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Monday, May 21, 2012

How mobile technology is keeping the BBC Olympic Torch coverage on the air

Mark Bridge writes:

A horse box and eight SIM cards. That’s the basic technology keeping the BBC’s Olympic Torch Relay broadcasts on the air and on the road.

Cameras on BBC Olympic Torch Relay vehicle

The converted DAF horse box is being driven in front of the runners as they carry an Olympic torch along the relay route. It’s equipped with four cameras and a mixing desk, enabling a choice of views to be recorded and broadcast for 12 hours per day throughout the 70-day relay.

However, unlike most other outside broadcasts, the BBC torch relay isn’t using a satellite connection. Instead it’s staying connected to the studio by using some of the UK’s 3G mobile networks.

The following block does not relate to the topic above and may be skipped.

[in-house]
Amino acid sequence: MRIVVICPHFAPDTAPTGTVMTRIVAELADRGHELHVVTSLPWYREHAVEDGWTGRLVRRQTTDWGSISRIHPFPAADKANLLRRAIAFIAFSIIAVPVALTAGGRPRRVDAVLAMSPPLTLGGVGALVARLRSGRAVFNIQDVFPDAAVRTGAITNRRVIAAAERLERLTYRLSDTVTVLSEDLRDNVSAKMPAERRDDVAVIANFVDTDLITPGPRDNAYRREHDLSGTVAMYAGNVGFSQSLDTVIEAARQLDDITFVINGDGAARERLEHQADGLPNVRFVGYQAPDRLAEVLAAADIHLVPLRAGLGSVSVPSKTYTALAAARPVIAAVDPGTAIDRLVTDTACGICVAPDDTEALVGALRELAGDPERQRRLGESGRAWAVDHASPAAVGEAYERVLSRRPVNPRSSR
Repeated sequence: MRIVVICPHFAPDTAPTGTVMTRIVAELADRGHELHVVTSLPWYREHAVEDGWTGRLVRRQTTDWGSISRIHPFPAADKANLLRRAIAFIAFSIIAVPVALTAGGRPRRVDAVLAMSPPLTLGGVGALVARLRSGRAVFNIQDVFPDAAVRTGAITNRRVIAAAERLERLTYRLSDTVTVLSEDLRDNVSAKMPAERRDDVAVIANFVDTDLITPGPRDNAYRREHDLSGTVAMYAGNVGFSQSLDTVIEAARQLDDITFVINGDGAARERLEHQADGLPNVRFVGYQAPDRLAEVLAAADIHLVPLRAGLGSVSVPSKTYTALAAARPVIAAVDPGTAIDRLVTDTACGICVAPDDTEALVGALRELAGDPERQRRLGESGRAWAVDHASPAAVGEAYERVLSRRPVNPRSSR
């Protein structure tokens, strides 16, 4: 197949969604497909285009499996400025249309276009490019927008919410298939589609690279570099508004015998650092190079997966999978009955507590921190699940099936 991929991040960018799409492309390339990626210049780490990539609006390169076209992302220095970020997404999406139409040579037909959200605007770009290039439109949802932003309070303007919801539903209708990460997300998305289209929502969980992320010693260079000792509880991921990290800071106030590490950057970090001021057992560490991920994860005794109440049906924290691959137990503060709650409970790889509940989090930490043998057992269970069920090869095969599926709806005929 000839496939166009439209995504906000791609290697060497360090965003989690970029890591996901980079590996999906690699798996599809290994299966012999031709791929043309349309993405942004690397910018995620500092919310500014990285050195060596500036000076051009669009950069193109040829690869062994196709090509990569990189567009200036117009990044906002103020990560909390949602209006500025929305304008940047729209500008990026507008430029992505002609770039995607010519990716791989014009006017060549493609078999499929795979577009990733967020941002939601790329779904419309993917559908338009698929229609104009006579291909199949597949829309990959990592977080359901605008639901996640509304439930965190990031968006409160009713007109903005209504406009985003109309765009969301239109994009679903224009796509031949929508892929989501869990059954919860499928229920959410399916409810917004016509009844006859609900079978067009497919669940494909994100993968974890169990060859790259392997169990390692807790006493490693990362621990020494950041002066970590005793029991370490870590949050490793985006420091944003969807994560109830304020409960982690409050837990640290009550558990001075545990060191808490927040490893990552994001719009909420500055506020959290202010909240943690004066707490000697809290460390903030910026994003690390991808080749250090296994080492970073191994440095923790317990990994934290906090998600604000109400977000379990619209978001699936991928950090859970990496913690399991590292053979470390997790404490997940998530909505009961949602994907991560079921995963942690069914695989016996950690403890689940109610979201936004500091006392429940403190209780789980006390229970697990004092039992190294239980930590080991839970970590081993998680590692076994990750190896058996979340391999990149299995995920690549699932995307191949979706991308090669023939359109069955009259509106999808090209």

Combining the signals from eight 3G SIM cards is enabling the BBC’s media vehicle to transmit broadcast-quality video and audio as it drives along the relay route. The transmission is sent from the vehicle to the BBC’s studio, from where it’s broadcast almost-live on TV and via the internet with just a two-minute delay.

Mobile technology from Dutch company Triple-IT is making all this possible. The company’s Mobile Viewpoint Wireless Multiplex Terminal combines more than one 3G signal to provide more capacity and reliability than would otherwise be available.

The on-location technology is small enough to fit in a backpack that can be carried by one person - but in this case the BBC is using a little more horsepower.

More details can be seen in a video report from the BBC’s Rory Cellan-Jones: click here to open the BBC page in a new window.
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Author: The Fonecast
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Categories: Networks and operators, OpinionNumber of views: 10787

Tags: uk video television bbc

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